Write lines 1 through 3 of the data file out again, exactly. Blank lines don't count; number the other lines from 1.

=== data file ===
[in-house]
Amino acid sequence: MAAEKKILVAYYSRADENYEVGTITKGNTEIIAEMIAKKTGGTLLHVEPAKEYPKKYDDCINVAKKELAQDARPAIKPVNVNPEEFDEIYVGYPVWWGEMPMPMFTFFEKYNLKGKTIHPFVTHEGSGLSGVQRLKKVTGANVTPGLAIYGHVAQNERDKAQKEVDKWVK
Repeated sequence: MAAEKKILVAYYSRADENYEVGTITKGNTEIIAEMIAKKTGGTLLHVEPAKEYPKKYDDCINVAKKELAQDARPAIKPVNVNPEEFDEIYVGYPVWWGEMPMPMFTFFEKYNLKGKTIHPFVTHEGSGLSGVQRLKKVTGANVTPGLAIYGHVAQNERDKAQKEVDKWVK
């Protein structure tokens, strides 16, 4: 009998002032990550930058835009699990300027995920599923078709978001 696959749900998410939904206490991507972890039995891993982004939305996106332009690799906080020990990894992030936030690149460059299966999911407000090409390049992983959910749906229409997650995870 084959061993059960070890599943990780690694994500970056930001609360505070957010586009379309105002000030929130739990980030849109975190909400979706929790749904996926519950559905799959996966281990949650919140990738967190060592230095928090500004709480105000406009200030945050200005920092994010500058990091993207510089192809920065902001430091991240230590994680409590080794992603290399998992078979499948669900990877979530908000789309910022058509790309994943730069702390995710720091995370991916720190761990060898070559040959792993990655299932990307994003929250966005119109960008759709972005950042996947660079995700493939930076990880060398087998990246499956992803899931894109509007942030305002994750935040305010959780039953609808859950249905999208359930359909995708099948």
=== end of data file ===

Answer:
[in-house]
Amino acid sequence: MAAEKKILVAYYSRADENYEVGTITKGNTEIIAEMIAKKTGGTLLHVEPAKEYPKKYDDCINVAKKELAQDARPAIKPVNVNPEEFDEIYVGYPVWWGEMPMPMFTFFEKYNLKGKTIHPFVTHEGSGLSGVQRLKKVTGANVTPGLAIYGHVAQNERDKAQKEVDKWVK
Repeated sequence: MAAEKKILVAYYSRADENYEVGTITKGNTEIIAEMIAKKTGGTLLHVEPAKEYPKKYDDCINVAKKELAQDARPAIKPVNVNPEEFDEIYVGYPVWWGEMPMPMFTFFEKYNLKGKTIHPFVTHEGSGLSGVQRLKKVTGANVTPGLAIYGHVAQNERDKAQKEVDKWVK